The Chinese government has not given details of the law, which is aimed at suppressing secessionist and subversive activity in the former British colony. After 11 months of protests, Chinese leaders say it's needed to combat unspecified threats in the semi-autonomous region of 7 million people. But business groups, lawyers and financial analysts say potential repercussions range from loss of business for Hong Kong’s financial markets and law firms to a loss of professional talent in the city.
Hong Kong is highly regarded for its skilled workforce, business-friendly legal system, Western-style free speech and ease of movement. But global companies already were shifting some operations out of Hong Kong due to rising costs and uncertainty after prolonged, sometimes violent clashes between police and pro-democracy protesters.
Scott Salandy-Defour, founder of clean-tech startup Liquidstar, has been considering moving out of Hong Kong, and the security bill is the “last straw," he said. “I don’t see how it gets any better from here."
“When we say we’re a Hong Kong-based company when talking to investors, it’s just not as attractive as it was as a year ago," said Salandy-Defour, whose company provides sustainable battery rental and charging services for developing countries.
“We’re potentially cutting ourselves off from a lot of different funding avenues, like grants from the U.S. government,” he said. Hong Kong’s leader Carrie Lam has tried to reassure companies and the public that its civil liberties won’t be affected. But the law shows Chinese President Xi Jinping is determined to tighten control.
“Hong Kong is riskier than it used to be,” said Tara Joseph, president of AmCham Hong Kong. “There is a big worry that there are two buses careening towards each other, and that’s the U.S. and China, and that this could have a profound impact in Hong Kong,” Joseph said.
Critics say the law undermines the “high degree of autonomy” promised when Britain handed control to China in 1997. That autonomy meant Washington and other governments have treated the city as a separate territory for trade, travel and other affairs.
Secretary of State Mike Pompeo said Wednesday those changes are significant enough that Washington will no longer treat Hong Kong as autonomous. Washington could revoke its promise to exchange Hong Kong dollars for U.S. dollars, potentially disrupting the city's financial system, Deutsche Bank economist Michael Spencer said in a report.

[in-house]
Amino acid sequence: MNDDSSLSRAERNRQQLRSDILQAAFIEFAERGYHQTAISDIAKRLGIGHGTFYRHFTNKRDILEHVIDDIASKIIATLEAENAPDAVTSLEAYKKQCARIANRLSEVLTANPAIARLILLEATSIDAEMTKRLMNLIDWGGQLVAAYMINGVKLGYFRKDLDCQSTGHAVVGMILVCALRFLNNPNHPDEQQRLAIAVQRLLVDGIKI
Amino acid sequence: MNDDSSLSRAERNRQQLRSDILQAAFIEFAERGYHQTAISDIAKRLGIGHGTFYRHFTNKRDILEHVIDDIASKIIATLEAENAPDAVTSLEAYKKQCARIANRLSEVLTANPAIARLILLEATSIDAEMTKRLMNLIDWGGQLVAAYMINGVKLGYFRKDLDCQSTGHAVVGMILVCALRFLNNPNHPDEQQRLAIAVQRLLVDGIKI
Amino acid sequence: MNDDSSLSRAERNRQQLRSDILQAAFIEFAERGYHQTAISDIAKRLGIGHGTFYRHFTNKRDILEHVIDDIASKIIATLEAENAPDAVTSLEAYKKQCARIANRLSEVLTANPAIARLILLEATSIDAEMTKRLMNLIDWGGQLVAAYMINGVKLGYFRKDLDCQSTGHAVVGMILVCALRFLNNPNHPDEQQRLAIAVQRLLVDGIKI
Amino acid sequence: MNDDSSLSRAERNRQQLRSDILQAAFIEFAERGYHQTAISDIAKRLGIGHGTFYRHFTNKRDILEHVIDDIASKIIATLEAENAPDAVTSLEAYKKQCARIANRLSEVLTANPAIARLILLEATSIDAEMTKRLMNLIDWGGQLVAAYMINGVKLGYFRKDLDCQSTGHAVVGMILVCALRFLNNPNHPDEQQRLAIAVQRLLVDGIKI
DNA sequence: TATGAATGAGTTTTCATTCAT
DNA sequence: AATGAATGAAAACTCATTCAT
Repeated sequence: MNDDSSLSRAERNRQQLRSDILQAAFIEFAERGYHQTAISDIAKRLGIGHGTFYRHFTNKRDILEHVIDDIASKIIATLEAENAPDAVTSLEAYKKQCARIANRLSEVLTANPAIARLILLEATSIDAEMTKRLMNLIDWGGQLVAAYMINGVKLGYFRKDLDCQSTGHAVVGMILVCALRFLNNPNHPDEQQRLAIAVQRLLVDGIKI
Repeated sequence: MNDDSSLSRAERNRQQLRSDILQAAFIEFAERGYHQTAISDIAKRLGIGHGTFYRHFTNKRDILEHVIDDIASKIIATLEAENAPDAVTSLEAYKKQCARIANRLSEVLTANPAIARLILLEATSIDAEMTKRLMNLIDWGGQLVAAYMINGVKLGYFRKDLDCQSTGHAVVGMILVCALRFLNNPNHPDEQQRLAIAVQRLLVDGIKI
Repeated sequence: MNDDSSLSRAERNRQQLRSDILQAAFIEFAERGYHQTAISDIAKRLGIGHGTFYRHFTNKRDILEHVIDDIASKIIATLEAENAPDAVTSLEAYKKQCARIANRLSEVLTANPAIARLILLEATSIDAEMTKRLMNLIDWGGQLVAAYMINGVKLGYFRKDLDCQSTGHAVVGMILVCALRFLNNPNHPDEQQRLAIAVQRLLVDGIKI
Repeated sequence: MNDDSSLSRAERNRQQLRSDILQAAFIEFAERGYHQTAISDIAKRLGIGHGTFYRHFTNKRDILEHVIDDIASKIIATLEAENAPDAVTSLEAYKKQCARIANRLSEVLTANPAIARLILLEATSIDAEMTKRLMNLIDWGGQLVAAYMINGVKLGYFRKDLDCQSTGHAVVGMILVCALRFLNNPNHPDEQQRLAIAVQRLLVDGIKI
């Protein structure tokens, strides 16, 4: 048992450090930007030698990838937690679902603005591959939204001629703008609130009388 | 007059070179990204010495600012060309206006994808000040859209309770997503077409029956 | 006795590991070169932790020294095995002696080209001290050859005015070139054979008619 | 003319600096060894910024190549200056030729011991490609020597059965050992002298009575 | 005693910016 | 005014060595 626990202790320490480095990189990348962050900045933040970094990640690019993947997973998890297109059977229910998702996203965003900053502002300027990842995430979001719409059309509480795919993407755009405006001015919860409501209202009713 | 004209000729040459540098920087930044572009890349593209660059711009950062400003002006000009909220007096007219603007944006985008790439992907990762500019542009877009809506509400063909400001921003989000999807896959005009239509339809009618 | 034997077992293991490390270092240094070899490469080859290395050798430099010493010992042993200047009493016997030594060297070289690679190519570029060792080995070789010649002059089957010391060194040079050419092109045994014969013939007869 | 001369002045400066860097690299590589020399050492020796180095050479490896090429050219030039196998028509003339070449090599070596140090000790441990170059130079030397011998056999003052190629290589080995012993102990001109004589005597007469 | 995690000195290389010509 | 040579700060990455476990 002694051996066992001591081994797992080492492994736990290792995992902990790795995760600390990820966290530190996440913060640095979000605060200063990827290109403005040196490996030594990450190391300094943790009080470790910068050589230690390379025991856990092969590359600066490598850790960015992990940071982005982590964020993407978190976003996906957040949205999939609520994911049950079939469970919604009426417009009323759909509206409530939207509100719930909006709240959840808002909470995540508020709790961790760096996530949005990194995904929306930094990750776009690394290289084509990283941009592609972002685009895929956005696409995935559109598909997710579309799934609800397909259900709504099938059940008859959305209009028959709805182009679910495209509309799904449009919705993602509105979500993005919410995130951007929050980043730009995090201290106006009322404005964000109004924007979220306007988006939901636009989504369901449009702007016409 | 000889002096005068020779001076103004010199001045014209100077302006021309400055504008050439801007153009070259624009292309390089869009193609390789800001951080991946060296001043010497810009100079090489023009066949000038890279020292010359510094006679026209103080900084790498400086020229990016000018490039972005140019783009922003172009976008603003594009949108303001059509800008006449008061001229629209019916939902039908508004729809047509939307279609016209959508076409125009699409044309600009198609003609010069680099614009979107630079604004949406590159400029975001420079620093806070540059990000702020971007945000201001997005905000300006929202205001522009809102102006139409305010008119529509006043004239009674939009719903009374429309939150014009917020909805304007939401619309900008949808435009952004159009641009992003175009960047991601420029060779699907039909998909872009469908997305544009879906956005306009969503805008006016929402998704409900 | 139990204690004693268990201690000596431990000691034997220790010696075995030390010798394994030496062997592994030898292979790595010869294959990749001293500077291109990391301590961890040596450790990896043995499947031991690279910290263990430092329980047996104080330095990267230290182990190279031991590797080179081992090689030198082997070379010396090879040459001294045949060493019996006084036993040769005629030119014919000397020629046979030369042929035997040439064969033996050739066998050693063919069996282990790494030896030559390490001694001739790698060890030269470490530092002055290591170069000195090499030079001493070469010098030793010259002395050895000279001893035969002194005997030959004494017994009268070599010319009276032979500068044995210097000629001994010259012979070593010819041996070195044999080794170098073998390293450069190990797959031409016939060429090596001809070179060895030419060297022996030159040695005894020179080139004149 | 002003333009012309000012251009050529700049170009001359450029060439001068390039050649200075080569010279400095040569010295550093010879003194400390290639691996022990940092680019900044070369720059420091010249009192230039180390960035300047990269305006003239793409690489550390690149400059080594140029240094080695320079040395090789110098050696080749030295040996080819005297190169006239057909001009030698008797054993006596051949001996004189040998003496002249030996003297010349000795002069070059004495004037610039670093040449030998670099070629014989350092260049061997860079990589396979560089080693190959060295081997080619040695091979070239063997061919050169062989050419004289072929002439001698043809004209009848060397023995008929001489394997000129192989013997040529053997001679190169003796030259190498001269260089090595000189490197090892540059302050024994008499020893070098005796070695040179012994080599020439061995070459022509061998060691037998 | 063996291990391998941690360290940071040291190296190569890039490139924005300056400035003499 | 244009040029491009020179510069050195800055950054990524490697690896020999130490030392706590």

The financial sector would take a big hit if companies such as MSCI reclassify Hong Kong as an emerging market like Shenzhen and Shanghai instead of a developed market, Spencer said. “A very large share of capital invested in the Hong Kong market will have to leave,” he said.
Hong Kong's uncertain future is putting it at a disadvantage with other Asian destinations that are competing to attract foreign investment, such as Singapore and Tokyo. “Over time, people get nervous, and think that this place may not be, my money may not be, as safe as it once was, and I’m going to think about going somewhere else,” said William Reinsch, senior adviser at the Center for Strategic and International Studies. “It sends a signal that Hong Kong is no longer a safe and reliable place to put your money or to do business.”
The national security law has added to worries that Hong Kong's legal system is losing its independence. The Hong Kong Bar Association says the method for enacting it is a threat: China is circumventing the territory’s legislature by changing its mini-constitution, the Basic Law, to require its government and courts to enforce security measures, regardless of what local lawmakers decide.
Beijing has shown little regard for such considerations, said Reinsch. “China is not a rule-of-law state, it’s a state where the party makes decisions about what’s going to happen, those are arbitrary decisions, and if that’s what’s going to happen in Hong Kong, it doesn’t bode well for the economy or for the people,” he said.
Bob Broadfoot, managing director of Hong Kong-based research firm Political and Economic Risk Consultancy, said companies might shift legal work to Singapore or other countries. “Singapore’s going to get more business as a dispute resolution center,” said Broadfoot. “Its legal system, which is a bigger earner, will benefit from Hong Kong’s problems.”
Hong Kong’s troubles and broader global economic uncertainty due to the pandemic also may make it harder for businesses there to attract and retain talent. Still, some experts believe the concerns over a possible loss of Hong Kong’s special status are overblown.
Many big companies have sizable operations in both the mainland and Hong Kong, and most of Hong Kong's manufacturing base shifted to China years ago, said Nicholas Lardy, a fellow at the think tank Peterson Institute for International Economics.
“The real economic consequences are fairly limited," Lardy said. Hong Kong is still an attractive base for many companies, said Andrew Bishop, a partner with Signum Global Advisors, a risk advisory firm.
Last year's protests gave businesses time to think, he said. “At this point, continuing operations in Hong Kong has become a matter of careful calculation rather than a gut reaction to a surprise shock."
—- McDonald reported from Beijing. Associated Press business writers Cathy Bussewitz and David Koenig contributed to this story. This story has been corrected to remove an inaccurate mention that Hong Kong identity card holders can travel to U.S. without applying for a visa in advance.